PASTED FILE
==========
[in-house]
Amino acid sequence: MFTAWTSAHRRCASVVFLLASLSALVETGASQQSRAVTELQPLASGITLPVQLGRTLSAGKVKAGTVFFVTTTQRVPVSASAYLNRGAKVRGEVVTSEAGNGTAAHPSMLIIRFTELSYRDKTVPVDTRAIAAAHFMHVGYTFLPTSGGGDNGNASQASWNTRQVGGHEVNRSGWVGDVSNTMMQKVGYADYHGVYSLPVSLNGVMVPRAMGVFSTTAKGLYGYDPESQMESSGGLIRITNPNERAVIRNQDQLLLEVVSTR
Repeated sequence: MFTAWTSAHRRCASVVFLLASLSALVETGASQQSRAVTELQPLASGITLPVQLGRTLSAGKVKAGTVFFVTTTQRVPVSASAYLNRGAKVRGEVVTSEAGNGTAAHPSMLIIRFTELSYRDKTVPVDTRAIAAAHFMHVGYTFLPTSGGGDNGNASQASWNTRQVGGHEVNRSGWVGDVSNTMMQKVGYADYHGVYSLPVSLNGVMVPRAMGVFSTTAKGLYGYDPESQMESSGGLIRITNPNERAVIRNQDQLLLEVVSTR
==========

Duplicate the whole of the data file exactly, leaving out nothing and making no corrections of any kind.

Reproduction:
[in-house]
Amino acid sequence: MFTAWTSAHRRCASVVFLLASLSALVETGASQQSRAVTELQPLASGITLPVQLGRTLSAGKVKAGTVFFVTTTQRVPVSASAYLNRGAKVRGEVVTSEAGNGTAAHPSMLIIRFTELSYRDKTVPVDTRAIAAAHFMHVGYTFLPTSGGGDNGNASQASWNTRQVGGHEVNRSGWVGDVSNTMMQKVGYADYHGVYSLPVSLNGVMVPRAMGVFSTTAKGLYGYDPESQMESSGGLIRITNPNERAVIRNQDQLLLEVVSTR
Repeated sequence: MFTAWTSAHRRCASVVFLLASLSALVETGASQQSRAVTELQPLASGITLPVQLGRTLSAGKVKAGTVFFVTTTQRVPVSASAYLNRGAKVRGEVVTSEAGNGTAAHPSMLIIRFTELSYRDKTVPVDTRAIAAAHFMHVGYTFLPTSGGGDNGNASQASWNTRQVGGHEVNRSGWVGDVSNTMMQKVGYADYHGVYSLPVSLNGVMVPRAMGVFSTTAKGLYGYDPESQMESSGGLIRITNPNERAVIRNQDQLLLEVVSTR